... using your generator to plot "random"pixels onto bitmaps of varying dimensions. The human eye will qucikly pick up visible patterns from many "random" number generators.
     

    Just thought that a presentation may be useful: http://lcamtuf.coredump.cx/newtcp/



  • @viraptor said:

    Just thought that a presentation may be useful: http://lcamtuf.coredump.cx/newtcp/
     

    +1 wba



  • I was looking at the NIST website today and came across this:

    http://csrc.nist.gov/publications/nistpubs/800-22-rev1/SP800-22rev1.pdf

    Reminded me of this thread



  • @savar said:

    I was looking at the NIST website today and came across this:

    http://csrc.nist.gov/publications/nistpubs/800-22-rev1/SP800-22rev1.pdf

    Reminded me of this thread

    GOD why doesn't the forum format plain-text posts?!!

    I was looking at the NIST website today and came across this:

    http://csrc.nist.gov/publications/nistpubs/800-22-rev1/SP800-22rev1.pdf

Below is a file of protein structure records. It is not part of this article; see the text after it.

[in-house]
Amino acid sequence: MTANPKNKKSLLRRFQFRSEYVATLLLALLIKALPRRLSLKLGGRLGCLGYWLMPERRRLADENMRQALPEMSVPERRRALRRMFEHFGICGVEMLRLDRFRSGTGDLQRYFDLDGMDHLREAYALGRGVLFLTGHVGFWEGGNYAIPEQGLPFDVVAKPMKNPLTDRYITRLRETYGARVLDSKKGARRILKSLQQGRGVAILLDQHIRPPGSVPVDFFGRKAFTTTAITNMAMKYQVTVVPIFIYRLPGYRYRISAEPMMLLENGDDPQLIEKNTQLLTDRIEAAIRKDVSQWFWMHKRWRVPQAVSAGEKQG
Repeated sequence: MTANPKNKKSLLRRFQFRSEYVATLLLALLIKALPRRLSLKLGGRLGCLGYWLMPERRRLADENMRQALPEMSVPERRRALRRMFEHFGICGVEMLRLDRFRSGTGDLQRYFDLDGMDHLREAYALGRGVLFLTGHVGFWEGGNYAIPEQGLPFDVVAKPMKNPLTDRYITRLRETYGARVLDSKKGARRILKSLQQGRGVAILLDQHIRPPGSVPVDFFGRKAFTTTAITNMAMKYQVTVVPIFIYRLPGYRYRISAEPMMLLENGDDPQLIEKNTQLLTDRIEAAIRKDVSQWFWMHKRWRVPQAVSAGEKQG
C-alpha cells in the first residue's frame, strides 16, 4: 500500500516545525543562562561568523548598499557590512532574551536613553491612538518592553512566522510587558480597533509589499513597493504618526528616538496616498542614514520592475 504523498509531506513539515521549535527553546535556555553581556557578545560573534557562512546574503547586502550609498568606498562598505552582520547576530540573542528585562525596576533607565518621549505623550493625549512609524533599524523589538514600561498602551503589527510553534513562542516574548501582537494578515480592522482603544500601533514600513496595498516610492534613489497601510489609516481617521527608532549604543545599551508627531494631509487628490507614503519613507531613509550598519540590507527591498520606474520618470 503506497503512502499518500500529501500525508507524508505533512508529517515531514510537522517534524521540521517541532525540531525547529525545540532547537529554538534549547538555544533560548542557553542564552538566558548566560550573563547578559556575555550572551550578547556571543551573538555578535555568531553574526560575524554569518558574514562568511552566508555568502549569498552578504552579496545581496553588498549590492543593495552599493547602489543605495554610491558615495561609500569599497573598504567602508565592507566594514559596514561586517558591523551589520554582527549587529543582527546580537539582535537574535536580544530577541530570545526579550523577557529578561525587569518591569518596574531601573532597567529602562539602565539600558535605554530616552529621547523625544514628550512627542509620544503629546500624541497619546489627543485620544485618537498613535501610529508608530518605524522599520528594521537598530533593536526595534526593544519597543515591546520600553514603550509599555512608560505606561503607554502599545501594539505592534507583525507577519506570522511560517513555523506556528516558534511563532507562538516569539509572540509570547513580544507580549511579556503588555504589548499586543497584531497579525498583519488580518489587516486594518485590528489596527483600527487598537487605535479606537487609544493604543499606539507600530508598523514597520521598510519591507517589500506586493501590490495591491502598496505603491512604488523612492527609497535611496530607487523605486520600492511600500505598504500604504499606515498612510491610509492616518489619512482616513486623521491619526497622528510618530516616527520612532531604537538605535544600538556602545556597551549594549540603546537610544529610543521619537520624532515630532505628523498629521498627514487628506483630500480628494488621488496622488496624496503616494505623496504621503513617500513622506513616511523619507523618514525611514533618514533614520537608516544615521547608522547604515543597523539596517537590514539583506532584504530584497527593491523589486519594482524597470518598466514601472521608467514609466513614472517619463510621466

Reminded me of this thread



  •  @PJH said:

    @Blat said:

    The human eye will qucikly pick up visible patterns from many "random" number generators.
    And the human brain is fairly adept at 'recognising visible patterns' in truly random distributions.

     Well we aren't talking about Rorschach here. But plotting your random numbers is a good way to see if your random routine is random enough. What you are looking for is a fairly even distribution of the dots over your sample space. You aren't really looking for patterns, but you shouldn't be seeing any straight lines.

     Yes there are a LOT of times when you care that you are getting random enough results, but aren't using a cryptosecure random number.



  • @seriousJoker said:

     Today at work I felt like the pseudo random number generator I am using (C++; rand()) is far from producing good random numbers. I remember having read that it is better to use

    (rand()/(RAND_MAX+1) )*N

    than it is to use

    rand()%N

    in order to get a number in the range [0, N-1].